The quaternions are members of a noncommutative division algebra first invented by William Rowan Hamilton. The idea for quaternions occurred to him while he was walking along the Royal Canal on his way to a meeting of the Irish Academy, and Hamilton was so pleased with his discovery that he scratched the fundamental formula of quaternion algebra,
(1)

into the stone of the Brougham bridge (Mishchenko and Solovyov 2000). The set of quaternions is denoted , , or , and the quaternions are a single example of a more general class of hypercomplex numbers discovered by Hamilton. While the quaternions are not commutative, they are associative, and they form a group known as the quaternion group.
By analogy with the complex numbers being representable as a sum of real and imaginary parts, , a quaternion can also be written as a linear combination
(2)

The quaternion is implemented as Quaternion[a, b, c, d] in the Wolfram Language package Quaternions` where however , , , and must be explicit real numbers. Note also that NonCommutativeMultiply (i.e., **) must be used for multiplication of these objects rather than usual multiplication (i.e., *).
A variety of fractals can be explored in the space of quaternions. For example, fixing gives the complex plane, allowing the Mandelbrot set. By fixing or at different values, threedimensional quaternionic fractals have been produced (Sandin et al. , Meyer 2002, Holdaway 2006).
The quaternions can be represented using complex matrices
(3)

where and are complex numbers, , , , and are real, and is the complex conjugate of .
Quaternions can also be represented using the complex matrices
(4)
 
(5)
 
(6)
 
(7)

(Arfken 1985, p. 185). Note that here is used to denote the identity matrix, not . The matrices are closely related to the Pauli matrices , , and combined with the identity matrix.
From the above definitions, it follows that
(8)
 
(9)
 
(10)

Therefore , , and are three essentially different solutions of the matrix equation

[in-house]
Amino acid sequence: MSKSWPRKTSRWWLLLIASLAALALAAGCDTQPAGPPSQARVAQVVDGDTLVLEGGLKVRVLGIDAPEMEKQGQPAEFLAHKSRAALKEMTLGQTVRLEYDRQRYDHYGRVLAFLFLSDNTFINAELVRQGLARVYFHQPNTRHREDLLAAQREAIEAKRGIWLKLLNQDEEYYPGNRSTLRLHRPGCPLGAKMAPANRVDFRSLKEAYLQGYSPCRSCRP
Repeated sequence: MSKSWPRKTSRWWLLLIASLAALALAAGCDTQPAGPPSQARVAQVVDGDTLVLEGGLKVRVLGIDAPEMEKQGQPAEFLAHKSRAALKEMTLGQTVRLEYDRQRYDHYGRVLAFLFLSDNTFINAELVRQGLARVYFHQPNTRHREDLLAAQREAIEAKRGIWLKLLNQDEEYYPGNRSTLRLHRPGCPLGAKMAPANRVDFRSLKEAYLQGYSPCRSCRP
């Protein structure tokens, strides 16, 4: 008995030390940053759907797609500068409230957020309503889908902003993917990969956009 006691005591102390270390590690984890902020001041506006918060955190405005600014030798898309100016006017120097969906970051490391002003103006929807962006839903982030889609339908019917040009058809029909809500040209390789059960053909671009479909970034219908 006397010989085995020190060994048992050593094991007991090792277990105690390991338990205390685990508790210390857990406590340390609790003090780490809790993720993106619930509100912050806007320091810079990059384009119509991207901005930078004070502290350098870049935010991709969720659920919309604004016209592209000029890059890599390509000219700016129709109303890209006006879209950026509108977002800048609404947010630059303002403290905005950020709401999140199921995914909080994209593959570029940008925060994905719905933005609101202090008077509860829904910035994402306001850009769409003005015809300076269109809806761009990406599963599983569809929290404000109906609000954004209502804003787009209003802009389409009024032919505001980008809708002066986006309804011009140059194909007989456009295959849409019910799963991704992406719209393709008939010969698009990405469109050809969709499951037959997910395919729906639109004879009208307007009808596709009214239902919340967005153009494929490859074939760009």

(11)

which could be considered the square roots of the negative identity matrix. A linear combination of basis quaternions with integer coefficients is sometimes called a Hamiltonian integer.
In , the basis of the quaternions can be given by
(12)
 
(13)
 
(14)
 
(15)

The quaternions satisfy the following identities, sometimes known as Hamilton's rules,
(16)
 
(17)
 
(18)
 
(19)

They have the following multiplication table.
1  
1  1  
The quaternions , , , and form a nonAbelian group of order eight (with multiplication as the group operation).
The quaternions can be written in the form
(20)

The quaternion conjugate is given by
(21)

The sum of two quaternions is then
(22)

and the product of two quaternions is
(23)

The quaternion norm is therefore defined by
(24)

In this notation, the quaternions are closely related to fourvectors.
Quaternions can be interpreted as a scalar plus a vector by writing
(25)

where . In this notation, quaternion multiplication has the particularly simple form
(26)
 
(27)

Division is uniquely defined (except by zero), so quaternions form a division algebra. The inverse (reciprocal) of a quaternion is given by
(28)

and the norm is multiplicative
(29)

In fact, the product of two quaternion norms immediately gives the Euler foursquare identity.
A rotation about the unit vector by an angle can be computed using the quaternion
(30)

(Arvo 1994, Hearn and Baker 1996). The components of this quaternion are called Euler parameters. After rotation, a point is then given by
(31)

since . A concatenation of two rotations, first and then , can be computed using the identity
(32)

(Goldstein 1980).